Media Smart Body Image and Advertising resource

Media Smart Body Image and Advertising resource

Key Stage 2 teaching resources on Body Image and Advertising

Given the prevalence of concerns over body image among young people, it is important that pupils are media literate and able to navigate the world of commercial messaging that surrounds them.

Media Smart is a not-for-profit organisation providing educational materials for teachers, parents and youth organisations to help young people evaluate the advertising they come across in their daily lives.

Media Smart’s new free film-based Body Image and Advertising resource is designed to help pupils aged 9 to 11 better understand advertising and its influence on body image and has achieved the PSHE Association Quality Mark for best practice PSHE resources.

These free Key Stage 2 resources – created by independent experts and supported by the Government Equalities Office – are designed to enable teachers to build pupils’ emotional resilience as they learn to engage more deeply with the messages and methods of advertising. The resources are designed to be fully inclusive and suitable for co-educational delivery.

Media Smart’s Body Image and Advertising resource will support you in delivering media literacy education flexibly over two or more lessons and consists of:

  • an engaging student-facing film
  • detailed teacher notes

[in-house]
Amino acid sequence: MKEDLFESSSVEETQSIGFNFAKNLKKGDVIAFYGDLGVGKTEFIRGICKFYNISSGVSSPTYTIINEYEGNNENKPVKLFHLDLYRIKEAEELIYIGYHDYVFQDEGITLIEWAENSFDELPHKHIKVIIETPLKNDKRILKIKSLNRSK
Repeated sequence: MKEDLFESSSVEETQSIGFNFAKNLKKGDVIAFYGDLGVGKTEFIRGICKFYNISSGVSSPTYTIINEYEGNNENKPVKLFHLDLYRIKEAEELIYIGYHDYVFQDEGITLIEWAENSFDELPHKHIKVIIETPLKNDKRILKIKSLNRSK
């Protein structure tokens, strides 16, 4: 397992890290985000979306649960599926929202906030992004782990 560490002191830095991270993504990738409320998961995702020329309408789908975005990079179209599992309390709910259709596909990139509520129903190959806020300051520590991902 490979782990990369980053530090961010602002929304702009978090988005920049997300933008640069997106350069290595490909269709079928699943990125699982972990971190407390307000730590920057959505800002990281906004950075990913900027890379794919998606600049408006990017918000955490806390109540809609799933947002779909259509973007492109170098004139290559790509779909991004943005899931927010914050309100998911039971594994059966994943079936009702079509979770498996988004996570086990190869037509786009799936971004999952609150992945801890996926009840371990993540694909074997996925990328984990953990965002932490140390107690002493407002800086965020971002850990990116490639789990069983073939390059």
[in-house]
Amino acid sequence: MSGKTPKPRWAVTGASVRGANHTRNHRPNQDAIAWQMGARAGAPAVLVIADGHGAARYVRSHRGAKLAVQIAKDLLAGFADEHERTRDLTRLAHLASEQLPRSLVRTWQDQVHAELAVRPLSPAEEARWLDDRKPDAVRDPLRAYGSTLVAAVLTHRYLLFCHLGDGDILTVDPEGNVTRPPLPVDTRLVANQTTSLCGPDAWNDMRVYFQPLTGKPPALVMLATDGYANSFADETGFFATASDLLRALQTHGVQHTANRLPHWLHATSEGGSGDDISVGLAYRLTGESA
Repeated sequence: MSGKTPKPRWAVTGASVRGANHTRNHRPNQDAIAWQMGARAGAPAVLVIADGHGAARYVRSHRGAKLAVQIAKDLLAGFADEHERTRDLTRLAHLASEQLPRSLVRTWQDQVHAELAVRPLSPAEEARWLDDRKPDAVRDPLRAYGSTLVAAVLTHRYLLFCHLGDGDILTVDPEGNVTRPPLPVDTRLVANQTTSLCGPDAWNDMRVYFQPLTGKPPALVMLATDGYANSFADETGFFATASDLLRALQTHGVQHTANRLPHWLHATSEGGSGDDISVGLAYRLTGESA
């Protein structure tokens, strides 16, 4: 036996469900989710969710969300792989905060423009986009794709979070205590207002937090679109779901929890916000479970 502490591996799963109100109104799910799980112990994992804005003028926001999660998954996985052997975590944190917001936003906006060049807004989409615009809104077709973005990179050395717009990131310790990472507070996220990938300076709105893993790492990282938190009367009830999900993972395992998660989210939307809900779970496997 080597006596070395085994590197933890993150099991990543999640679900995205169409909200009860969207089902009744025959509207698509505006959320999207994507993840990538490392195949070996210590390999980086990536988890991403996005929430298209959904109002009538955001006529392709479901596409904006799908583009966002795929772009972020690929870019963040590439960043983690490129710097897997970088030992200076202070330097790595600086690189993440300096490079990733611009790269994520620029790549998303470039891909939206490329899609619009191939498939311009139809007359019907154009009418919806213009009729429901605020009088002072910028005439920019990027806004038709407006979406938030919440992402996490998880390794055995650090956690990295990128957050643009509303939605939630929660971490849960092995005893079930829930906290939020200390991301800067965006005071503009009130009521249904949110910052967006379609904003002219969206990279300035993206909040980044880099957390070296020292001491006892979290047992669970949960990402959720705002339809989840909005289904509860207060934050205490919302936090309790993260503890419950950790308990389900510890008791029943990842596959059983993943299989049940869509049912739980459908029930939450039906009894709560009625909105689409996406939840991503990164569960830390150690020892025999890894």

• a complementary parent and guardian guide

 

Access Media Smart’s free Body Image and Advertising resources

 

PSHE Association Subject Specialist, Nick Boddington says:

“Helping young people to become 'critical consumers of information' is one of the most important tasks in a world that is increasingly connected and rich in both fact and opinion, with the capacity to influence both positively and negatively. This resource looks at the power that images in the media can have on our own sense of self-worth and sense of body image.  We are happy to award this resource our Quality Mark as we believe it will make a useful contribution to a planned PSHE education programme, offering teachers a route into helping young people recognise and discriminate between real life and the world portrayed in the media.   We believe it will support wider work to build pupils’ self-esteem, emotional resilience and critical thinking skills.”

 

Date uploaded: 21 Sep 2016


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